According to Fr Danny, Peter was successful in all his missions not because he was a good organizer, but because he was a quiet person. He was gracious in his conversations that he drew others to Christ. Peter preferred a personal approach by entering into spiritual conversations and friendships.

There are three things that we can learn from Peter Faber: reverence, hospitality, and conversation, Fr Danny revealed. Reverence means looking at people with respect and love. Reverence also means seeing others with the eyes of love because each person is precious. He has value and dignity. We are therefore emboldened to see and respect the “preciousness” of each person and avoid “selective” reverence.

Nowadays, people would see others with respect only basing on their positions or economic situations in society. Fr Danny cited as example his companion, a priest, who was asked by a parishioner to help arrange the seats in preparation for the mass that the priest and he were to celebrate. When the parishioner learned that he was a priest, her attitude changed. So after the mass, the parishioner apologized to the priest. The latter gently suggested to the lady parishioner that one respects a person not because of his position or situation, but because he is a person with dignity and value.

Fr Danny defined hospitality as being able to provide a welcoming space for others so that they will feel at home, or feel they can trust them. A hospitable person has space in his heart to welcome others. He listens because he knows that each person needs to have a witness to his life. Faithfulness is another sign of hospitality. This means, Fr Danny added, that to be hospitable is to welcome the other person in your heart permanently.

I reflected on the statement of Fr Danny apropos the need to have a witness to one’s life. My idea may be a little different. I thought that if each person needs to have a witness, he may take after a man who does things right only out of some conscious mental practice where his spontaneity is lessened because he would be wary of his every deed. We need without doubt an exemplary model for living, but it should come from the realization that in each person is God’s image. That alone may propel him to be responsible for his every act because he is aware of his inherent nature. So, even if a person does not have a witness to his life, his heightened awareness of his true nature will greatly suffice. He knows that his only true witness is God Himself. A person as witness, after all, can blunder in his perception of others as they are not who he thinks they are. Upon further reflection, however, what Fr. Danny may have implied is that as witnesses to Jesus’ life, we ought to spread the good news to others through speech and action that emulate Jesus’ example.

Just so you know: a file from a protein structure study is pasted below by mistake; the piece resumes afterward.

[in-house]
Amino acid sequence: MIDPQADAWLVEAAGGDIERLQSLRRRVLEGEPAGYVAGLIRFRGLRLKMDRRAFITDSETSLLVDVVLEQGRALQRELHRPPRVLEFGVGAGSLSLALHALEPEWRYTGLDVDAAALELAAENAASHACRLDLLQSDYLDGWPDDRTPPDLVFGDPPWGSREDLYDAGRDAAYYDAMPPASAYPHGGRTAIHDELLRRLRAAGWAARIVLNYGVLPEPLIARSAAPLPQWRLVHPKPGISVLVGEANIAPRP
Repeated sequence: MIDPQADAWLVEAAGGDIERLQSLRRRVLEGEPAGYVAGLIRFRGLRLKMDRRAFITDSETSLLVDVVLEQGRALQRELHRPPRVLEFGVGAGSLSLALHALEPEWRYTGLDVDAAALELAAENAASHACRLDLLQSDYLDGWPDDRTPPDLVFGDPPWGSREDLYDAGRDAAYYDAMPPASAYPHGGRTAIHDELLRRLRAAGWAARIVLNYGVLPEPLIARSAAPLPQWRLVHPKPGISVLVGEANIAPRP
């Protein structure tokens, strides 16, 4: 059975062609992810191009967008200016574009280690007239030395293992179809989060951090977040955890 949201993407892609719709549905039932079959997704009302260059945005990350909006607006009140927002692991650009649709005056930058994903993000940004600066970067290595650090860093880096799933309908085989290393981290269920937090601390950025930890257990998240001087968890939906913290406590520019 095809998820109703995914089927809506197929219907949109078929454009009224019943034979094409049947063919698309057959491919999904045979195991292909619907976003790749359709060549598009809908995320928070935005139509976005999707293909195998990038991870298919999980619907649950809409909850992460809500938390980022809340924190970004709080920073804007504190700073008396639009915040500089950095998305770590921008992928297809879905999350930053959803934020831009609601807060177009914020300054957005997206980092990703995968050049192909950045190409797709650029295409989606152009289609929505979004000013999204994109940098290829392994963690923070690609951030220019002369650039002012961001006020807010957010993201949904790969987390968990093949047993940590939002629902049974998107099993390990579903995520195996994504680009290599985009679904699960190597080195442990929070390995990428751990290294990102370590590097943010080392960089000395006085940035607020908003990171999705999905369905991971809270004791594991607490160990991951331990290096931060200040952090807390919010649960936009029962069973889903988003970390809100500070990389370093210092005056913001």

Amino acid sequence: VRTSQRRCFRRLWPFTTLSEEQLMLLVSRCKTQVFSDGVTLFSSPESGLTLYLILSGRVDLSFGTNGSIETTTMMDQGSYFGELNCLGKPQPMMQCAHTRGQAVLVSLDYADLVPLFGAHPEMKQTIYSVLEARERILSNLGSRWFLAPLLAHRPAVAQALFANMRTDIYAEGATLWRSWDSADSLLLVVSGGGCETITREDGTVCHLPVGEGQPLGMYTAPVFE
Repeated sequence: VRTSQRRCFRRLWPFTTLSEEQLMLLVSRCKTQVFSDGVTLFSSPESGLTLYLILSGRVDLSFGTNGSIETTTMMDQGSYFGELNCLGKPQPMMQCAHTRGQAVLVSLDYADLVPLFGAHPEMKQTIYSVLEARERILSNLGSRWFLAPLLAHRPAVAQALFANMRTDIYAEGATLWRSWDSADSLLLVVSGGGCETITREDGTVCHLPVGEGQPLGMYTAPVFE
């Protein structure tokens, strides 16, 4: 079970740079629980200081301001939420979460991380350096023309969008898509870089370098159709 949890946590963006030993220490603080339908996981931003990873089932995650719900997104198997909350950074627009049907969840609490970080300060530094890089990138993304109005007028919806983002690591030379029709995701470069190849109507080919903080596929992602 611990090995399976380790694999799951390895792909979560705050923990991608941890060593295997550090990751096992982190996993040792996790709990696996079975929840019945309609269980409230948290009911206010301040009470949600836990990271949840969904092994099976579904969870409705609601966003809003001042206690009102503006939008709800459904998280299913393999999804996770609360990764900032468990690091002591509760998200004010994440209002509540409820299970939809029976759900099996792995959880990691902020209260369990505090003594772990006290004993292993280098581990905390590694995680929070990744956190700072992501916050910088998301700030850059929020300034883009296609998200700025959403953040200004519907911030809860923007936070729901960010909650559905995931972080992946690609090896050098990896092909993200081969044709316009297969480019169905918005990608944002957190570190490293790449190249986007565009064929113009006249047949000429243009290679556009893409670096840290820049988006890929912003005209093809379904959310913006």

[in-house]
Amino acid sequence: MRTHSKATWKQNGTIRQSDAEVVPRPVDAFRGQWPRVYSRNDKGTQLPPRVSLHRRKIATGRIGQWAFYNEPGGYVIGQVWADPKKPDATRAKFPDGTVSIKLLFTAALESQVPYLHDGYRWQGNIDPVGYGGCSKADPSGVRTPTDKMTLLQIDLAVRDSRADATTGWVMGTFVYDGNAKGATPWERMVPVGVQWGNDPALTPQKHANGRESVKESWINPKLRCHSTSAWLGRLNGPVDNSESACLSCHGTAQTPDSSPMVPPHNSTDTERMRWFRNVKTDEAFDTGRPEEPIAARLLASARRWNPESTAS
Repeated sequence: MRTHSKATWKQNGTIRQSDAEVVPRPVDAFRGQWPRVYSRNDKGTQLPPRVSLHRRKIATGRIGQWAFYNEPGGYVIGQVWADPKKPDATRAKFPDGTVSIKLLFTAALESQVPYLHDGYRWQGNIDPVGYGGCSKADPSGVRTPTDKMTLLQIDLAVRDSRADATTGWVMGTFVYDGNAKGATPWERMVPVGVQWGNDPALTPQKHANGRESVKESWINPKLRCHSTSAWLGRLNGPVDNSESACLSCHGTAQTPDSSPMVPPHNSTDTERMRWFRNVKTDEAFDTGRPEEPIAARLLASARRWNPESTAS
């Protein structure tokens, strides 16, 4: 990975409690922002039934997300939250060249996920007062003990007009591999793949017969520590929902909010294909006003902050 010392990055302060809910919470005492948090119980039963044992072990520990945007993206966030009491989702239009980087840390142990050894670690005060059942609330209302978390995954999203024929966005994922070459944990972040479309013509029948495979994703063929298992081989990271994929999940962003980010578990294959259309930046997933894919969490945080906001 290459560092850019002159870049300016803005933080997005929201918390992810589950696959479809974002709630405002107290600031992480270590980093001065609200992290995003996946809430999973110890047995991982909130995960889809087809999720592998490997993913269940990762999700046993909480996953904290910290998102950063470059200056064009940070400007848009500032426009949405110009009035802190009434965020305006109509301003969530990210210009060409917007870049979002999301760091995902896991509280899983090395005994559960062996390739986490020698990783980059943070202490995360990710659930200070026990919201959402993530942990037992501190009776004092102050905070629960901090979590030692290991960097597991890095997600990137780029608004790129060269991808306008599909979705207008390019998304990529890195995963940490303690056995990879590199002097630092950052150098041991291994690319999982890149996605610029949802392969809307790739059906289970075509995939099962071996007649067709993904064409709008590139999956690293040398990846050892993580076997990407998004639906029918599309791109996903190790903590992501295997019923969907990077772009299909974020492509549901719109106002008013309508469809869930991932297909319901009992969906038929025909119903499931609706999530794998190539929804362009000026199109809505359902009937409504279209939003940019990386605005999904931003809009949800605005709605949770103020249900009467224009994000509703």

Aside from reverence and hospitality, Fr Danny also emphasized conversation as germane to building a community. Conversation refers to communication that brings about wisdom. It is not a debate or mutual monologue. He shared that among us, there is a lack of communication and so much anger. To build a community, one must enter into a conversation, by daring to speak what’s in his heart so that the truth will emerge. The world is filled with crowds of discouragement, Fr Danny pointed out. There is a need to build up persons who are caring and giving of time and importance.

The three speakers during that one ideal retreat assembly may have reached their highest potentials as human persons through study, determination, perseverance, and focus, the qualities St. Ignatius is known for. They inspired us with the passion for service and cura personalis so that we would transform into catalysts of change. 

I love that they tell stories with their natural sense of humor. Audience interest did not lag. I love that the speakers are highly educated, too. They have us enjoy clear verbal expression, wit and critical thinking. Their trademark as Jesuit fathers remains: effective communicators of their mission.

sari sari, Carayan Vol 2. No.1 Oct 2016

© 2016 English Department, Xavier University - Ateneo de Cagayan
ISSN 2467-5679